Power Macintosh G4 (Digital Audio)


Family: PowerMac G3/G4/G5

Codename: Clockwork

Gestalt ID: 406

Minimum OS: 9.1

Maximum OS: 10.4.11

Introduced: January 2001

Terminated: July 2001


CPU: PowerPC 7450 "G4"

CPU Speed: 466/533/667/733

FPU: integrated

Bus Speed: 133 MHz

Register Width: 32-bit

Data Bus Width: 64-bit

Address Bus Width: 32-bit

Level 1 Cache: 32 kB data, 32 kB instruction

Level 2 Cache: 256 kB on-processor

ROM: 1 MB ROM + 3 MB toolbox ROM loaded into RAM

RAM Type: PC133

Minimum RAM Speed: 133 MHz

Onboard RAM: 0 MB

RAM slots: 3

Maximum RAM: 1.5 GB

Expansion Slots: 4 64-bit 33 MHz PCI, 1 4x AGP (filled)


GPU: NVidia GeForce2 MX


Max Resolution: all resolutions supported

Video Out: VGA/DVI, ADC


Hard Drive: 30/40/60 GB

ATA Bus: ATA-66

Zip Drive: optional 250 MB

Optical Drive: 32x/8x/4x CD-RW


USB: 2

Firewire: 2

Audio Out: stereo 16 bit mini, Pro Speaker

Speaker: mono


Modem: 56 kbps

Ethernet: 10/100/1000Base-T

Wi-Fi: optional 802.11b


Power: 338 Watts

Dimensions: 17" H x 8.9" W x 18.4" D

Weight: 30 lbs.


The 466 MHz model shipped with a 16 MB ATI RAGE 128 Pro graphics card and used a PPC 7400 processor. The 533 MHz model used a PPC 7410 processor. The 667 and 733 MHz models used a PowerPC 7450 processor, which included a 256 kB 1:1 on-chip level 2 cache. These models also included a 1 MB Backside level 3 cache, running at a 1:3 ratio to the speed processor. A 32 MB ATI RADEON card was availble on all models as a BTO option. A dual 533-MHz 7410 model was also available BTO. The 733 MHz model included a 24x/8x/4x/6x/2x Combo CD-RW/DVD-R drive. The 667 MHz model was discontinued in March 2001.

Announced in January 2001, the PowerMac G4 (Digital Audio) was the first speed increase for the PowerMac line in over a year. The G4 (Digital Audio) was so-named because of a new Built-in Amplifier, designed to drive USB speakers, along with the conventional minijack line output. The G4 (DA) included a number of architectural improvements, including a 133 MHz bus, 4 PCI slots, and a 1 GB/s main-memory bus. PCI throughput was enhanced by the removal of the PCI bridge (the main memory controller now communicated directly with the PCI bus.). Notably missing from the G4 (DA) was multiprocessing. With the exception of a dual-533 MHz BTO option from the Apple Store, all models included a single processor. This was, according to Steve Jobs, the only way Apple would be able to ship the 667 and 733 MHz models in sufficient quantities.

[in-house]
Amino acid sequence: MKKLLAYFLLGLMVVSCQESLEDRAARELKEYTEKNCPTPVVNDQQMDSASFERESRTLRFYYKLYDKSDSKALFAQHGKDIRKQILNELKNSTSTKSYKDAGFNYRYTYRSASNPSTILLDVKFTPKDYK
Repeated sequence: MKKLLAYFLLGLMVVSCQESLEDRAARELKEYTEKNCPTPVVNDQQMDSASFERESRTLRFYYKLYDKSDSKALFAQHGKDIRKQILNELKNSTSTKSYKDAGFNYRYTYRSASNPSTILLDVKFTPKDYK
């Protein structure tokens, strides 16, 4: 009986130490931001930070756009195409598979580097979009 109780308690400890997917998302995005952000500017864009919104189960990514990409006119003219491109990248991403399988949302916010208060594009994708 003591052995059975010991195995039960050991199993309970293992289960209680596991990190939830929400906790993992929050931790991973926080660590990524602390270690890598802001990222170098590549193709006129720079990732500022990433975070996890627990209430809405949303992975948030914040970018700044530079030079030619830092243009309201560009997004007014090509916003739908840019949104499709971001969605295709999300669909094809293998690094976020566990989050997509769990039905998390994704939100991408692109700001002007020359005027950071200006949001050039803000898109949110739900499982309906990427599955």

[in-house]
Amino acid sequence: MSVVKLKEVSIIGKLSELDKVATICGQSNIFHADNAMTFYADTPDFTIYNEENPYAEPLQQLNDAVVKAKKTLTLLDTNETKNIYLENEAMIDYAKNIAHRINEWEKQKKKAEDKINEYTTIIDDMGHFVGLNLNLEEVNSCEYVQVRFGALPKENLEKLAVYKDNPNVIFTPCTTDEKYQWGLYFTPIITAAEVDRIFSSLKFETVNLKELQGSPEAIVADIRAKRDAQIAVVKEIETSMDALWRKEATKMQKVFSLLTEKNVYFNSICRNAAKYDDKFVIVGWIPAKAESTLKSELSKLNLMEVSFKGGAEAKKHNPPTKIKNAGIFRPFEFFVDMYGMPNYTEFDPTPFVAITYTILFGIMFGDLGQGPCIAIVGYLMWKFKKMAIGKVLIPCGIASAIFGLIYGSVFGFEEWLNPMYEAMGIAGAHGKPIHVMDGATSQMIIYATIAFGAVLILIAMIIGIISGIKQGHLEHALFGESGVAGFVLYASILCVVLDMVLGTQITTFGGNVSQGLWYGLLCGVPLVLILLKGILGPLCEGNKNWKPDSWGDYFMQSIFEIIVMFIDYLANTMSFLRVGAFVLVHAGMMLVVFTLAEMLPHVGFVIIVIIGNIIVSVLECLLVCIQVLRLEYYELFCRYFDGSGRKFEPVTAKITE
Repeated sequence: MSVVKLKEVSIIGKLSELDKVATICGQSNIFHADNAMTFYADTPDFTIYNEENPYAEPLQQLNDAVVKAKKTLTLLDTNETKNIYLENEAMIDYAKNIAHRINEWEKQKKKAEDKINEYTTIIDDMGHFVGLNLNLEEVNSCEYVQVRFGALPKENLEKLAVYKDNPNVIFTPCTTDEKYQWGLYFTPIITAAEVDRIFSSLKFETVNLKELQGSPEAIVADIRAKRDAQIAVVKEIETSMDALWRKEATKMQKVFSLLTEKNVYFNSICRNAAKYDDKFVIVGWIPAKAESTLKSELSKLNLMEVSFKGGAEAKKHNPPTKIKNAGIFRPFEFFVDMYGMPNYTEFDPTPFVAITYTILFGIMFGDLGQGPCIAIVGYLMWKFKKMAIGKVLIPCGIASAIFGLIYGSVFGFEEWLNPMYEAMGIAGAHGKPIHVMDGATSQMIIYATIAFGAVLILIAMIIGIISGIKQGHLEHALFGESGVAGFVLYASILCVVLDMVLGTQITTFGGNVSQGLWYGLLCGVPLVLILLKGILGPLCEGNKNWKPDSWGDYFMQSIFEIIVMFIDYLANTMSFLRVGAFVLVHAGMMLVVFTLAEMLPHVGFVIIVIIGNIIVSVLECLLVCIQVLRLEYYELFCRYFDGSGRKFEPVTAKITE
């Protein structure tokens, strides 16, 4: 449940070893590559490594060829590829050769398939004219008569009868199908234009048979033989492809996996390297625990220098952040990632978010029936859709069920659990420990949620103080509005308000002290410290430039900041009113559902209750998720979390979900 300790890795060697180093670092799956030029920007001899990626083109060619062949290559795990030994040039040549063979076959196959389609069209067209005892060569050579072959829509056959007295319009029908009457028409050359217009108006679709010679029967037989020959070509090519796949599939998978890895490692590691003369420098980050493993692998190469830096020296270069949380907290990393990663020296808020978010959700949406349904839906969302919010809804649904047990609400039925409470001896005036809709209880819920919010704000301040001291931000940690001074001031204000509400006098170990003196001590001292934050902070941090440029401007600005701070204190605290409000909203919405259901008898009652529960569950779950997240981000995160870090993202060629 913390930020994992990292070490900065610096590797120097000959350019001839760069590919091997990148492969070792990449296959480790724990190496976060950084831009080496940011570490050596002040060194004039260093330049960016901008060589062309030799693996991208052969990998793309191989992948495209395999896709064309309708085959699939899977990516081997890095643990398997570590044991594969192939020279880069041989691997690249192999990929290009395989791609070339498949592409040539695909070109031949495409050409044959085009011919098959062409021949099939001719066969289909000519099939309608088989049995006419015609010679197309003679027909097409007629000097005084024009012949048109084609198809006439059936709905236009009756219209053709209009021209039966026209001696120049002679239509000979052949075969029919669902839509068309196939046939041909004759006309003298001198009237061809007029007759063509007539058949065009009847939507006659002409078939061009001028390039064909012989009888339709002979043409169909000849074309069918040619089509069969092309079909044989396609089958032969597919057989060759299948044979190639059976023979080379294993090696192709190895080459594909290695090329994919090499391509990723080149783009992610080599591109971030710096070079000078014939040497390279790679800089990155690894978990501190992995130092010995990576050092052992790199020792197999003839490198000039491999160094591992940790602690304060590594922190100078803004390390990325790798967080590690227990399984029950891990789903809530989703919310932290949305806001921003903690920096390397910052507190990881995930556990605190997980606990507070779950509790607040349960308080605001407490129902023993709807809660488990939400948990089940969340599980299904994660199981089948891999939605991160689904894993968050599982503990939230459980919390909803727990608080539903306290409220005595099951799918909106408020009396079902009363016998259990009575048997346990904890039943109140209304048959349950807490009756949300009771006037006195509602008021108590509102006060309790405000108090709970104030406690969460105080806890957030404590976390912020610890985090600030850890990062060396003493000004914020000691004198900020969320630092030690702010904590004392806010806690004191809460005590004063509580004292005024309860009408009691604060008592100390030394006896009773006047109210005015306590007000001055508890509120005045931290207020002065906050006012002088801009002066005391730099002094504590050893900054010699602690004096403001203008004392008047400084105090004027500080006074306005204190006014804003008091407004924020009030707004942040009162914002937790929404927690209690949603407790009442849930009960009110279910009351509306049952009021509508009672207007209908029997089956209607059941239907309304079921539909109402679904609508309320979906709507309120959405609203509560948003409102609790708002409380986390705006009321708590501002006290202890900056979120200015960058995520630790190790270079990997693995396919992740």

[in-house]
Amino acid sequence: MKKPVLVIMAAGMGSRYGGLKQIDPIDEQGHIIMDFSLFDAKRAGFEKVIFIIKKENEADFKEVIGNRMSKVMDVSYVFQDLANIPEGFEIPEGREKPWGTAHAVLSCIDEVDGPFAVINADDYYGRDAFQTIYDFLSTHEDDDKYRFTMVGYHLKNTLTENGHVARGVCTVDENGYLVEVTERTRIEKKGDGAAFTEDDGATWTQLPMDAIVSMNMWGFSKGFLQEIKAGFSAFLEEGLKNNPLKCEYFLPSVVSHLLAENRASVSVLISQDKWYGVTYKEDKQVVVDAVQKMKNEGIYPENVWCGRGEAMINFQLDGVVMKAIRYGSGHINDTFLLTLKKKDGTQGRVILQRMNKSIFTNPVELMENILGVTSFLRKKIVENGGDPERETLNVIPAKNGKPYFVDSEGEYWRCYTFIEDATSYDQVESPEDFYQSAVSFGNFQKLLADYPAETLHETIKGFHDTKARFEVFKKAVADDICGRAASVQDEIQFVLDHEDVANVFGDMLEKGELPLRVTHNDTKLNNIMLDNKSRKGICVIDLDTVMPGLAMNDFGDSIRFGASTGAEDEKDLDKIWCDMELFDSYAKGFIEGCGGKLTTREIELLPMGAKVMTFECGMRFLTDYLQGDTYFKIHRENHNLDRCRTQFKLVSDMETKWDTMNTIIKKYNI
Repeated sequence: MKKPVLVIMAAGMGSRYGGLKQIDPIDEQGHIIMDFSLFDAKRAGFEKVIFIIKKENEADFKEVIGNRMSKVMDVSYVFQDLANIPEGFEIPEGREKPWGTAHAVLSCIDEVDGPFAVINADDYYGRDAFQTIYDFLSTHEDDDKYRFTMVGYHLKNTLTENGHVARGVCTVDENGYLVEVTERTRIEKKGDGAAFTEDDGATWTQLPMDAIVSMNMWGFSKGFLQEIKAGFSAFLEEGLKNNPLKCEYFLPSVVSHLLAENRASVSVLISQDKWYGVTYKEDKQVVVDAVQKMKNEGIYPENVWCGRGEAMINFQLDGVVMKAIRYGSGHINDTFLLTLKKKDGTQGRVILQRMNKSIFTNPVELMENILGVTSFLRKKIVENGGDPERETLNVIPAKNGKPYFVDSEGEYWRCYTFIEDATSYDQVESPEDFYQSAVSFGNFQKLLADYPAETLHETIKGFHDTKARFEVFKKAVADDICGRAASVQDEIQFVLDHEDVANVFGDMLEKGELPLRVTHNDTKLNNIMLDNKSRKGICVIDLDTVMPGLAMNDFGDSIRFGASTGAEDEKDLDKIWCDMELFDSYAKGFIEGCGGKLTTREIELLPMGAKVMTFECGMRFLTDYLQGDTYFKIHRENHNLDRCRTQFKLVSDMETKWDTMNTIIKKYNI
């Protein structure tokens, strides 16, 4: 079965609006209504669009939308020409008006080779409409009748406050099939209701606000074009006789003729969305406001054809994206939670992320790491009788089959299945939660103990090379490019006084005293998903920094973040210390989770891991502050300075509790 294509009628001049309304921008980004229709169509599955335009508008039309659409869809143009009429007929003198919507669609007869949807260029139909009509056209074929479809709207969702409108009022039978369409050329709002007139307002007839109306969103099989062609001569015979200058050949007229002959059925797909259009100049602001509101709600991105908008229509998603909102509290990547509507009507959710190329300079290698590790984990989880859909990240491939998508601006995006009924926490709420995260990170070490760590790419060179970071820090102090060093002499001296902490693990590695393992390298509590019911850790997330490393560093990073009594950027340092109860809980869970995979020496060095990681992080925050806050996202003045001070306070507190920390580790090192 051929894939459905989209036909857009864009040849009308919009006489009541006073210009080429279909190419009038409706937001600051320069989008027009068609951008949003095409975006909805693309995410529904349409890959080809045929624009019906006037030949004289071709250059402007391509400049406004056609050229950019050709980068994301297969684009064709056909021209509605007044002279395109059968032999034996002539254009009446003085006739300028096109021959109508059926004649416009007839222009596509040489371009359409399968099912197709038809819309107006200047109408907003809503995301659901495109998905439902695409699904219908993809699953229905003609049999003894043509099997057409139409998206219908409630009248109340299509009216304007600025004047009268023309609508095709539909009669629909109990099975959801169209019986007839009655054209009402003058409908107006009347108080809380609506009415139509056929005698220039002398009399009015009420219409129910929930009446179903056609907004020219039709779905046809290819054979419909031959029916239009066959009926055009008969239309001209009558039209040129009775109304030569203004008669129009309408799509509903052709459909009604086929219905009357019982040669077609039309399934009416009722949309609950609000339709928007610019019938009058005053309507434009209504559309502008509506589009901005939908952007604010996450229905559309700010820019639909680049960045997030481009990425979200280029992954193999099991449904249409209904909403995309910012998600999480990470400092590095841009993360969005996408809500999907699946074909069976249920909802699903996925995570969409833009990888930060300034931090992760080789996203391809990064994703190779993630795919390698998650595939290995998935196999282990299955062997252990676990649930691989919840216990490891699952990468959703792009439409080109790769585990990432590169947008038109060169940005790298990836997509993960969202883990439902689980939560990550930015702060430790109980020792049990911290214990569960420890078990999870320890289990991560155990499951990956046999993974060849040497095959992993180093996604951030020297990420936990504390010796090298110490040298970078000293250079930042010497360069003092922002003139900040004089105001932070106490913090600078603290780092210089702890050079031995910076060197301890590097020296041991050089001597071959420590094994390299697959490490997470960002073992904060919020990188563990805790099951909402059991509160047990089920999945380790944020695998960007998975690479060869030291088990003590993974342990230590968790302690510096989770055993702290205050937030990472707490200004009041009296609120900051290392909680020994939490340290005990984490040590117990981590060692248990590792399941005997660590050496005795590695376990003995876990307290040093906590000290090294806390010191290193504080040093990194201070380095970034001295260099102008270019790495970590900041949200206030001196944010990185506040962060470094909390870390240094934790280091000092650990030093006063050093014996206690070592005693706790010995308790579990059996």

The G4 (DA) shipped with two new flavors of G4: The low-end models shipped with the PPC 7410 processor, a lower-power variant of the 7400. The higher-end machines shipped with a PPC 7450 processor, which in addition to an on-chip 256 kB L2 Cache, and had four Altivec ("Velocity Engine") units. The PowerMac G4 (DA) shipped in four configurations: The 466 MHz configuration included 128 MB of RAM and 30 GB hard drive, for $1699. The 533 MHz configuration included 128 MB of RAM and a 40 GB hard drive for $2199 ($2499 for the dual-533 model). The 667 MHz configuration included 256 MB of RAM and a 60 GB hard drive for $2799. Finally, the 733 MHz configuration included 256 MB of RAM, a 60 GB hard drive for $3499. All configurations included a CD-RW drive, instead of the DVD-ROM drive of the previous G4 models (DVD-ROM was available BTO). The 733 MHz came with an innovative new "superdrive" which could read and write both CDs and DVDs. It was also bundled with Apple's iDVD, a simple DVD-Authoring application.

Picture Credits:
Apple, Inc.